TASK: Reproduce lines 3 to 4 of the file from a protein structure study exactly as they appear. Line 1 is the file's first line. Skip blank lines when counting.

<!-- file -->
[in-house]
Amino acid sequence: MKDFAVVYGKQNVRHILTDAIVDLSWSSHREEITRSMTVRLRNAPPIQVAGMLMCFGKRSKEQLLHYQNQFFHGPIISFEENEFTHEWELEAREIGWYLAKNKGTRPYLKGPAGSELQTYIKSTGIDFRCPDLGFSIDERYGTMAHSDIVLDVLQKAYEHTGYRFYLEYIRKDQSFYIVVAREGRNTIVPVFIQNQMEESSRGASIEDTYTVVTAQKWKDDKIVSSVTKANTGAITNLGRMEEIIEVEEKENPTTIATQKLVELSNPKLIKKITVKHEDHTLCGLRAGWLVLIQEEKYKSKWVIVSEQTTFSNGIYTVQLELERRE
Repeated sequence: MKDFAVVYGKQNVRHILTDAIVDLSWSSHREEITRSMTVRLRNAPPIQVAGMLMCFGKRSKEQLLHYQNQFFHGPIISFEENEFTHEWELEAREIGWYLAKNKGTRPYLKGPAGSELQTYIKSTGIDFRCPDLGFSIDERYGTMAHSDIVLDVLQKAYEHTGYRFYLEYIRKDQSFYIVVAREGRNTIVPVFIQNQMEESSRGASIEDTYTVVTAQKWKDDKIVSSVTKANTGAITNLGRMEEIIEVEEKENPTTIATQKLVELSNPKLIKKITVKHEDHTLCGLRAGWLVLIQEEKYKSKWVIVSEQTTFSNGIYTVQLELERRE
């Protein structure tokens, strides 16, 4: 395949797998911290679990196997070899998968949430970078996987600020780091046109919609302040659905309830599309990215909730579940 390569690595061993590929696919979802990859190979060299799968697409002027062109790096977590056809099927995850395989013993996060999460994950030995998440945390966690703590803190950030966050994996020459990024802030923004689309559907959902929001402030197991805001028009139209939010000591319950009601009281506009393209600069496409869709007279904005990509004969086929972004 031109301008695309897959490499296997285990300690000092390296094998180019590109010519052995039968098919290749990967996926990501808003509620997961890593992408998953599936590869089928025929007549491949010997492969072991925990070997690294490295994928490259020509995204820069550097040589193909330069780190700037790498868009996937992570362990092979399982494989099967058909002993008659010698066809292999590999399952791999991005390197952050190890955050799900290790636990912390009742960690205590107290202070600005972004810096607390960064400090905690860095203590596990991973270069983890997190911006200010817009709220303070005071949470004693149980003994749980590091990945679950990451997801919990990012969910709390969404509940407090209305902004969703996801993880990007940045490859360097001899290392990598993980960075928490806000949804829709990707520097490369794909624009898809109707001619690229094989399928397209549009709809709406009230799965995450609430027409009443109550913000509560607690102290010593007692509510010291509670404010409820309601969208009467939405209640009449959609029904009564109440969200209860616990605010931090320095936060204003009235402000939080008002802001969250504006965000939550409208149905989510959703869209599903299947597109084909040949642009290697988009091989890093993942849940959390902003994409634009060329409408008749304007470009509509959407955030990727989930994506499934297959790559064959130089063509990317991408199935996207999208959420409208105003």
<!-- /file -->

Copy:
Repeated sequence: MKDFAVVYGKQNVRHILTDAIVDLSWSSHREEITRSMTVRLRNAPPIQVAGMLMCFGKRSKEQLLHYQNQFFHGPIISFEENEFTHEWELEAREIGWYLAKNKGTRPYLKGPAGSELQTYIKSTGIDFRCPDLGFSIDERYGTMAHSDIVLDVLQKAYEHTGYRFYLEYIRKDQSFYIVVAREGRNTIVPVFIQNQMEESSRGASIEDTYTVVTAQKWKDDKIVSSVTKANTGAITNLGRMEEIIEVEEKENPTTIATQKLVELSNPKLIKKITVKHEDHTLCGLRAGWLVLIQEEKYKSKWVIVSEQTTFSNGIYTVQLELERRE
């Protein structure tokens, strides 16, 4: 395949797998911290679990196997070899998968949430970078996987600020780091046109919609302040659905309830599309990215909730579940 390569690595061993590929696919979802990859190979060299799968697409002027062109790096977590056809099927995850395989013993996060999460994950030995998440945390966690703590803190950030966050994996020459990024802030923004689309559907959902929001402030197991805001028009139209939010000591319950009601009281506009393209600069496409869709007279904005990509004969086929972004 031109301008695309897959490499296997285990300690000092390296094998180019590109010519052995039968098919290749990967996926990501808003509620997961890593992408998953599936590869089928025929007549491949010997492969072991925990070997690294490295994928490259020509995204820069550097040589193909330069780190700037790498868009996937992570362990092979399982494989099967058909002993008659010698066809292999590999399952791999991005390197952050190890955050799900290790636990912390009742960690205590107290202070600005972004810096607390960064400090905690860095203590596990991973270069983890997190911006200010817009709220303070005071949470004693149980003994749980590091990945679950990451997801919990990012969910709390969404509940407090209305902004969703996801993880990007940045490859360097001899290392990598993980960075928490806000949804829709990707520097490369794909624009898809109707001619690229094989399928397209549009709809709406009230799965995450609430027409009443109550913000509560607690102290010593007692509510010291509670404010409820309601969208009467939405209640009449959609029904009564109440969200209860616990605010931090320095936060204003009235402000939080008002802001969250504006965000939550409208149905989510959703869209599903299947597109084909040949642009290697988009091989890093993942849940959390902003994409634009060329409408008749304007470009509509959407955030990727989930994506499934297959790559064959130089063509990317991408199935996207999208959420409208105003």